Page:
Suggestions that the tax will actually be worse on the health of children are also worrying, with chemicals being added as a cheaper substitute to sugar in fizzy drinks. Rowena said, “Companies could start using fructose instead of glucose, which is what happened in the USA… that led to high fructose corn syrup being used in everything, and Americans literally became square shaped because it had such a dire impact on hormones.” What was a move to improve child health could actually be doing the exact opposite if these substitutes are added.
Talk that the tax will have a financial effect on ‘the poor’ rather than actually influence a child’s diet is also rife with statistics provided by campaign group ‘Against Sugar Tax’, suggesting that it is going to financially penalise the lower economic groups. “The poorest households spend 16.5% of their budgets on food, compared with the average household, who only spend 11.4%”, the group stated. This notion is also shared by editor of liberal website Politics.co.uk, Ian Dunt. “The first thing this does is tax the poor more, and usually these sort of ideas are suggested by middle class people who live very healthy lifestyles. It’s a terrible idea and is deeply regressive.” Ian also feels that it is down to the person to choose whether or not to consume healthily, “If people choose to consume unhealthy products with a much higher likelihood of dying earlier then that is there choice and isn’t necessarily something the government should interfere with.”
So, with some believing it’s a step in the right direction, and many others believing the tax is financially penalising the poor, the question as to whether sugar tax will actually help to stop child obesity remains. Nutritionist Rowena Paxton believes that the tax will help but minimally, saying people need to think about what they eat more: “It probably will [help] but it will be quite marginal. We expect our food to be cheap and we are not prepared to cook it ourselves; the result is low nutrient, high calorie, high additive processed eating which leads to disrupted fat handling mechanisms.”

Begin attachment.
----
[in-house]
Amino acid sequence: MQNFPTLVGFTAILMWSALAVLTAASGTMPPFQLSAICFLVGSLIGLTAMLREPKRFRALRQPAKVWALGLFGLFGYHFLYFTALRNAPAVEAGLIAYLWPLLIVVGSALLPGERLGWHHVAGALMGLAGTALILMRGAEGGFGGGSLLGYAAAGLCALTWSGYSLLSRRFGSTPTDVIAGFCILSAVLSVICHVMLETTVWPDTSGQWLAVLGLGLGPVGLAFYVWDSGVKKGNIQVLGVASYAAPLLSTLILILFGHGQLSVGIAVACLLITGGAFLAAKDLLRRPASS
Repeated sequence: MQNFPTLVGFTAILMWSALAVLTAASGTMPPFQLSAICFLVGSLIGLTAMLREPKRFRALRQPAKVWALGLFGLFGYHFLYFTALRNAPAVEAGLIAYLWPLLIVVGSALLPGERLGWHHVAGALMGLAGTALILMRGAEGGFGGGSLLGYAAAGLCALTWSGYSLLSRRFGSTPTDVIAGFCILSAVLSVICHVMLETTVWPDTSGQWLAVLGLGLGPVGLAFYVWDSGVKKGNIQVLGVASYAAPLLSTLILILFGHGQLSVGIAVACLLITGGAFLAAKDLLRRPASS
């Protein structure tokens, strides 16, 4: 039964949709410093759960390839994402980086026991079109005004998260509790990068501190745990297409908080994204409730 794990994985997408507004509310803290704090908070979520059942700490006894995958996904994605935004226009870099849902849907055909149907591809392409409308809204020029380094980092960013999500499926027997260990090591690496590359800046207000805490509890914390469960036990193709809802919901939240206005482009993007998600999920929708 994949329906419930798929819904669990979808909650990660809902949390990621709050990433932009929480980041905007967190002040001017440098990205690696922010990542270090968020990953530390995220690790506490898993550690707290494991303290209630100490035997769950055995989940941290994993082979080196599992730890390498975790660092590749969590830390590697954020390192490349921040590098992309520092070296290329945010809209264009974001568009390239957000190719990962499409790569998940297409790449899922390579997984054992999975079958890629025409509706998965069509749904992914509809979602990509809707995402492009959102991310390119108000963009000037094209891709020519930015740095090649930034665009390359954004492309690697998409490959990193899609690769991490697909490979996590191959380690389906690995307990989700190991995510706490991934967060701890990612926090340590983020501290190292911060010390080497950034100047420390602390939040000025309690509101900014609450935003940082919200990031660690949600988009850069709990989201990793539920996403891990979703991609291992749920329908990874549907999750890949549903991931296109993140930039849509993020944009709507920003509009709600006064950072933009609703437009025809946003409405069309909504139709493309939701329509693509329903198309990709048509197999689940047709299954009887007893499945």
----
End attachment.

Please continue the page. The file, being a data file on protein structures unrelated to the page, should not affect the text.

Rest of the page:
In contrast with Rowena Paxton’s opinion, political specialist Ian Dunt doesn’t think that taxing fizzy drinks will effect child obesity, pointing at food products as the real problem. “Concentrating only on drinks is a very odd way to proceed. To help stop child obesity one might start looking at the amount of sugar that’s in ready-meals which most people aren’t even aware has any sugar- when you get a Chicken Tikka Masala you don’t necessarily think it has sugar, but mostly that sugar is used as a substitute for paste.” There are suggestions however that this tax could just result in parents and children seeking low-priced, more sugary alternatives and Ian agrees. “Some evidence from overseas suggest that consumers just switch to a cheaper brand, so there is some sort of market change in response, but I’d be very surprised if there was a significant change in childhood obesity on the back of it.”
With the tax itself not coming into place for another two years, only time will tell as to whether or not it will actually effect child obesity. Judging by the general consensus- it doesn’t look likely.